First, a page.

This is the second of our four-part series of frank talks on social fundraising and its effect on the future of your non-profit with Managing Partners Todd Levy and Paul Ghiz of Global Cloud, the makers of DonorDrive Social Fundraising software. Part 2 covers how social fundraising hands you new donors and how to address their needs in order to retain them.
Social Fundraising is introducing you to new donors.
Face it: traditional donors are playing less and less a role in non-profit funding. Most likely your non-profit has felt it, which gives financial evidence to take to your Executive Board to convince them that you need to seek out new donors. Part of the problem is that many of these new donors don’t respond to a phone call or mailed letter, but they’re ready to listen and act on social media.
A huge benefit of social fundraising is that it engages new donors. It connects you with those who have never donated to your cause before and even others who are donating to a cause for the first time. With social fundraising it’s all about your constituents making introductions to new donors.
Paul: “How can you get your constituent to introduce you to their friend? The best way to do it in my opinion is in storytelling. If I read a story in the Wall Street Journal or New York Times and I think it’s relevant to a friend or colleague, I’m going to share it. It’s the same principle with social fundraising when it comes to a story being delivered by someone on behalf of a non-profit organization. If you tell a compelling story that connects with your listener, they’re going to want to learn more. They’re going to spend a little more time investigating your cause and ultimately you’ll have an opportunity to make the ask. If the story was truly compelling, they may volunteer to give before you even make the ask.”
Todd: “Social fundraising through social media channels are where you’re leveraging existing relationships, asking somebody to stop, pause and say ‘Hey take a look at this because this is important to me.’ It’s a borrowed interest that they’re going to give you and hopefully you’re going to convince them to donate.”
New donors, stronger commitment.
These new donors (especially those 50 and under) are anything but traditional. As a whole, they’re more committed to the causes they choose. More and more, they’re both donor and participant.
Todd: “People don’t just want to write the check. They want to feel they’re truly making a difference. That’s why endurance events are the fastest growing segment of the fundraising space right now. Donors are taking a genuine interest and putting some blood, sweat and tears into this in addition to making a donation.”
Paul: “And just because somebody donated $25, don’t stop asking. There are other ways that they can get involved. This donor might give $25, but on the ”thank you“ message you can ask them how they feel they can have an impact on your organization. They may volunteer their time. Or you can change your thank you message: ‘Thanks for your donation. It would be fantastic if you would tell ten of your friends on Facebook. Here’s a link to share it on Twitter or LinkedIn.’ That’s how some of our clients are using the social fundraising tools that we built into DonorDrive. It makes it simple for that end user of your fundraising software to spread the word.”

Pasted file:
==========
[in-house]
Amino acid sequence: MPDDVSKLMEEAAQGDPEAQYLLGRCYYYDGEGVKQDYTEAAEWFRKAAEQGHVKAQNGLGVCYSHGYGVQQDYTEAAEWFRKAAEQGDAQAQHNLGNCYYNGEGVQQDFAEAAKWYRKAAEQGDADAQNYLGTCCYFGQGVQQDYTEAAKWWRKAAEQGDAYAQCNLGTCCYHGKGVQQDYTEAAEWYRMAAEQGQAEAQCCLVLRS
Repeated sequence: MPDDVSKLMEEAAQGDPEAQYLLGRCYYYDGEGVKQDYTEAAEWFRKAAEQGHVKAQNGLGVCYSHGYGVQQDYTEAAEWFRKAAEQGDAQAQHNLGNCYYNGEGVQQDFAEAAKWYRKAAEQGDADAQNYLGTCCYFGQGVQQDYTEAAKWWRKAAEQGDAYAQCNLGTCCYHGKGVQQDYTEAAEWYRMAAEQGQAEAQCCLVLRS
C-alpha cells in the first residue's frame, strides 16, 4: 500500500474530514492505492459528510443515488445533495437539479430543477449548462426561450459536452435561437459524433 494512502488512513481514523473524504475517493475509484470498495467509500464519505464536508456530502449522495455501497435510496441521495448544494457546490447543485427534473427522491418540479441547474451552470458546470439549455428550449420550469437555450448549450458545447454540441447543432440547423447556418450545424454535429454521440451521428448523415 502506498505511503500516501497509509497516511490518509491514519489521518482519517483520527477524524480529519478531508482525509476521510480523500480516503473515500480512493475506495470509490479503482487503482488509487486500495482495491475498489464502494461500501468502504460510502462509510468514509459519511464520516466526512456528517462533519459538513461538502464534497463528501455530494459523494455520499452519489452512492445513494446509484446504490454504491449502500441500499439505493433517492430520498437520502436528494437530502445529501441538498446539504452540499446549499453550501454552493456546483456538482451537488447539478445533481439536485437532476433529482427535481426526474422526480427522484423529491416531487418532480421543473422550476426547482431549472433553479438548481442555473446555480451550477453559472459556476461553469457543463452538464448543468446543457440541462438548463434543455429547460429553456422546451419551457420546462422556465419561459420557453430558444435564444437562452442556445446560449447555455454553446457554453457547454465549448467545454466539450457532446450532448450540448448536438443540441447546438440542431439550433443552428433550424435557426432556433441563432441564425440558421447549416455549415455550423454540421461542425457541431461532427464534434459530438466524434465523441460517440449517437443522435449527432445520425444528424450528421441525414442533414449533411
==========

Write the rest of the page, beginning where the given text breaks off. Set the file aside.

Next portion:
Stop thinking letters and phone calls.
How donors communicate with non-profits is changing as well. Technology has given constituents a choice of how to communicate with you.
Paul: “Why not ask those in your constituent base how they want to communicate? And it may be social media. If they have limited time in their day they may always make a little time to look at Facebook or look at their Twitter feed. Others may be accustomed to living and breathing through their inbox. So why not ask them what their preferred method of communication with your organization is and support that. When you deliver on that request, it’s a small step that an organization can take, but it can have a big impact, especially from a retention perspective.”
Thanks may not be as important as proof.
When you communicate with this new donor they’re looking for something very different than thanks and gratitude: they’re looking for proof. To them it’s less of a donation and more of a personal investment in good.
Todd: “This new donor is saying, ‘I want a case example. I want to see evidence of dollars being used and I want to know if I give various amounts, how it will affect a change.’ They’re also saying ‘Tell me what I should be contributing. If you don’t ask me, I’ll probably just give you a nominal amount.’ But if you can say ‘this is going to make this type of impact,’ that’s going to make someone pause and hopefully they’ll make that difference. Today you should state ask amounts. And then show what each amount does. Tell them ‘if you give this amount it will help us pay for a child to stay in an ICU for a day or maybe pay for two weeks of safe housing for an abused teen in New York.’”
Social fundraising can be measured in more than dollars.
While the new donor is asking more of you, social fundraising allows you to better evaluate their personal impact on your cause. While board members may not get what a tweet really does, they understand numbers. So 1,000 tweets or 2,000 likes create new benchmarks that members can quickly learn to gauge.
Todd: “One of the benefits of social fundraising is that you can track what the person is doing: the events, the donations, but also the solicitations and how they’re interacting and representing the organization. That’s powerful because you can see who is making the biggest impact on your organization and hopefully find other people like that so you can get them working on your behalf. It’s no longer identifying influencers by hunch, you have data now.”